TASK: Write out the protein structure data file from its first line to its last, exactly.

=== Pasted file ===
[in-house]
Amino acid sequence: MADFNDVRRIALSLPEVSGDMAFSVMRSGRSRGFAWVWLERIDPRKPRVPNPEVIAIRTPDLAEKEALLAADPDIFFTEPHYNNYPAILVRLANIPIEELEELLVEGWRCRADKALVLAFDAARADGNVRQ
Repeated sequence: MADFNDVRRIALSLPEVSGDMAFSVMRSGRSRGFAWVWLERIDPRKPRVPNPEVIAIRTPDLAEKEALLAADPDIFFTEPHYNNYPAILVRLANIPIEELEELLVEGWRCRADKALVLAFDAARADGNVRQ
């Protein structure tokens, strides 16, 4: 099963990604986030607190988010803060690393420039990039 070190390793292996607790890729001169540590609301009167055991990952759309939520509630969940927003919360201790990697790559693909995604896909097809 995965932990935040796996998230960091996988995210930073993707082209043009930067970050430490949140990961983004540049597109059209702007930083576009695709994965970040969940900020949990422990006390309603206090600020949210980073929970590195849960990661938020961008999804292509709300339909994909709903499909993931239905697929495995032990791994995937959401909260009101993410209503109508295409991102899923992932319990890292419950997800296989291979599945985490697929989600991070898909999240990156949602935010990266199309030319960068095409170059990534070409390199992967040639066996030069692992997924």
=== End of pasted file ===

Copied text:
[in-house]
Amino acid sequence: MADFNDVRRIALSLPEVSGDMAFSVMRSGRSRGFAWVWLERIDPRKPRVPNPEVIAIRTPDLAEKEALLAADPDIFFTEPHYNNYPAILVRLANIPIEELEELLVEGWRCRADKALVLAFDAARADGNVRQ
Repeated sequence: MADFNDVRRIALSLPEVSGDMAFSVMRSGRSRGFAWVWLERIDPRKPRVPNPEVIAIRTPDLAEKEALLAADPDIFFTEPHYNNYPAILVRLANIPIEELEELLVEGWRCRADKALVLAFDAARADGNVRQ
């Protein structure tokens, strides 16, 4: 099963990604986030607190988010803060690393420039990039 070190390793292996607790890729001169540590609301009167055991990952759309939520509630969940927003919360201790990697790559693909995604896909097809 995965932990935040796996998230960091996988995210930073993707082209043009930067970050430490949140990961983004540049597109059209702007930083576009695709994965970040969940900020949990422990006390309603206090600020949210980073929970590195849960990661938020961008999804292509709300339909994909709903499909993931239905697929495995032990791994995937959401909260009101993410209503109508295409991102899923992932319990890292419950997800296989291979599945985490697929989600991070898909999240990156949602935010990266199309030319960068095409170059990534070409390199992967040639066996030069692992997924």